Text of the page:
Information from leakage studies done by the city of Prairie View showed that spending for commodities, housing, clothing and entertainment was going outside the city boundaries.[2] The findings support the notion that the community is capable of supporting a full array of businesses from hardware stores to bakeries.

Although there has been a recent increase in off-campus housing construction, according to Lauretta Byars, PVAMU’s vice president for student affairs and institutional relations, “We have a desperate need for more housing for students, faculty and staff. Our housing efforts have not kept up with the enrollment and the demand.”

Communi-Versity aims to address these issues by attracting economic development. “Both the city of Prairie View and Prairie View A&M have demonstrated great leadership and resolve in developing an economic strategy that is already making great things happen in Prairie View,” said Joan Quintana, TEEX Economic Development Program director. “We are excited for Prairie View and honored to be playing a role in shaping the city’s very bright future and the broader impact on our great state of Texas.”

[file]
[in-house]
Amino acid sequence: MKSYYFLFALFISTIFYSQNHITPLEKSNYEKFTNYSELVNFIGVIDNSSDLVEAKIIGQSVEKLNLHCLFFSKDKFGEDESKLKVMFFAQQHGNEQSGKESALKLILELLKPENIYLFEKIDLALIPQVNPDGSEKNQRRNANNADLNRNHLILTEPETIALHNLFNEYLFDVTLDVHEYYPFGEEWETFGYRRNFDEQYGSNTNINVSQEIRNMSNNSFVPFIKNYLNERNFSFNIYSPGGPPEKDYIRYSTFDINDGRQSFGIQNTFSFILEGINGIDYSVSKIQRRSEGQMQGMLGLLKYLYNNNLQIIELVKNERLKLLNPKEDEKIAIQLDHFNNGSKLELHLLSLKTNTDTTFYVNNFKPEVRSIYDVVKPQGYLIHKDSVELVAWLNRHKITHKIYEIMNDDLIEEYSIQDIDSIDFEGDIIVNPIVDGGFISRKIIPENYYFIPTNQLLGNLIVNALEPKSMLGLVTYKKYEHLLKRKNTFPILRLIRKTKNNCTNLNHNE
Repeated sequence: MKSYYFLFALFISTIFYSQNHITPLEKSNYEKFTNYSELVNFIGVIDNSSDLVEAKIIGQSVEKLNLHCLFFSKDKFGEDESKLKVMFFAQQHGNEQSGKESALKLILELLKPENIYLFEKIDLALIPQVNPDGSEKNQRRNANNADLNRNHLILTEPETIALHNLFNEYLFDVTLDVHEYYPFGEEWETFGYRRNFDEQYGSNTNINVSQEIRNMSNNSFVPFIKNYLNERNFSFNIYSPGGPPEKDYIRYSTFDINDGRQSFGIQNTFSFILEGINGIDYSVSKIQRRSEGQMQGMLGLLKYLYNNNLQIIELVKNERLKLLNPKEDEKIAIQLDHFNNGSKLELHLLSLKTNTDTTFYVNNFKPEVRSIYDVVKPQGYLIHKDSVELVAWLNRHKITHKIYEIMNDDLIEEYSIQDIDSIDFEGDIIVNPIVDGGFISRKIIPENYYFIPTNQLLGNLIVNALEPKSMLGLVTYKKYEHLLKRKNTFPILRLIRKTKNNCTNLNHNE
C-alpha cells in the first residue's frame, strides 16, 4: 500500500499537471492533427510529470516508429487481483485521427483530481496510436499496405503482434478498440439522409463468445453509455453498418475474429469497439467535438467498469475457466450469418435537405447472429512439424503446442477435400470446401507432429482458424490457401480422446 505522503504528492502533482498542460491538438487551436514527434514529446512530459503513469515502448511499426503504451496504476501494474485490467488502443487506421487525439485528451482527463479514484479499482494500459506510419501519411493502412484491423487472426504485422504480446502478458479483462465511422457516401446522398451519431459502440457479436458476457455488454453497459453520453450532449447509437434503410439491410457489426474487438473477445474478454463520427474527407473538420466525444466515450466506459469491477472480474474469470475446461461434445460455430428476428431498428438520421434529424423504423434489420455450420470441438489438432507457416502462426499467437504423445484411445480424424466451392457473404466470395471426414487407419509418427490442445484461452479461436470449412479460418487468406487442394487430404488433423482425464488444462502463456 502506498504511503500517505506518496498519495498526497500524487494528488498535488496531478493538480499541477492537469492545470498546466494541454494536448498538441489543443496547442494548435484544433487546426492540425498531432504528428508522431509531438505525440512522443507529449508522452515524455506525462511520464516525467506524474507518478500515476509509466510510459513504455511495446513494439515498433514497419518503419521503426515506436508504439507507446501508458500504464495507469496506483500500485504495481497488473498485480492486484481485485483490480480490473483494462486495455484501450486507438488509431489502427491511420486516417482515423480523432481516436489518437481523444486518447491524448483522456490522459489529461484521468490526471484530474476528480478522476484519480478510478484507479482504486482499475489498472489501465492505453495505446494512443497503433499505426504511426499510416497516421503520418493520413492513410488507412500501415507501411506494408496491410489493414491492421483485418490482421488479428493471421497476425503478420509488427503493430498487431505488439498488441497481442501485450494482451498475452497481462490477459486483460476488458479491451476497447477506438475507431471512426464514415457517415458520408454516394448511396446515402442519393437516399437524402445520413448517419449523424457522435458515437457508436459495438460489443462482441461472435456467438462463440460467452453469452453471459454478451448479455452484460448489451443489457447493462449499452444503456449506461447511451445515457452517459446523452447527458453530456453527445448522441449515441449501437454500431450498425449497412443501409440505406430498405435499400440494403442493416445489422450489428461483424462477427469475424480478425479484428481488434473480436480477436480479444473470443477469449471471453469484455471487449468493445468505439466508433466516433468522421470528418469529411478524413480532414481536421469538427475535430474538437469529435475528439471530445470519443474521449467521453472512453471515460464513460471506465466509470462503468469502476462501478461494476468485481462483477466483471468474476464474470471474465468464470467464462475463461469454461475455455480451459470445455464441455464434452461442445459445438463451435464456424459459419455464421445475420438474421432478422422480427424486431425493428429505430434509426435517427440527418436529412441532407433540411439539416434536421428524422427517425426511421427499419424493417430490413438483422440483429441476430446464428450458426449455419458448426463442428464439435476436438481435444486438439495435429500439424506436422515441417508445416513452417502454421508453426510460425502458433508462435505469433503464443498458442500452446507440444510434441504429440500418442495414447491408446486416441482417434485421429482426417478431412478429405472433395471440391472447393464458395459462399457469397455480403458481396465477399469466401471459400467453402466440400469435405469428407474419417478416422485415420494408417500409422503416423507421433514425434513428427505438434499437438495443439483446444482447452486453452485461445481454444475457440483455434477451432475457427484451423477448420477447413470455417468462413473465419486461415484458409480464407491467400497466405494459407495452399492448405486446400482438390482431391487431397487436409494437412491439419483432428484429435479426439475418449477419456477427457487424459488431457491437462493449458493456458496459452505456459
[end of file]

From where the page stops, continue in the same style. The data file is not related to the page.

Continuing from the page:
TEEX has played a vital role in helping to understand the development plans already established by both the city and the university. TEEX was commissioned by the city to create a “Prairie View Economic Development Strategic Plan.”[3] These plans have identified assets of this rural college community, including:

  • location—45 miles northwest of downtown Houston,
  • size—7.22 square miles,
  • research and development with numerous patents pending,
  • home of the Texas Institute for the Preservation of History and Culture,
  • the first ground-based solar observatory in Texas.

University enrollment now exceeds 8,000, including nearly 2,000 graduate students.[4] According to the Office of Financial Aid at PVAMU, the average student spends more than $2,000 each year on personal expenses and travel. The student population has the potential to enhance the economy of Prairie View since students are the primary consumer base. Their direct economic impact on Waller County is estimated at $109 million per year.[5]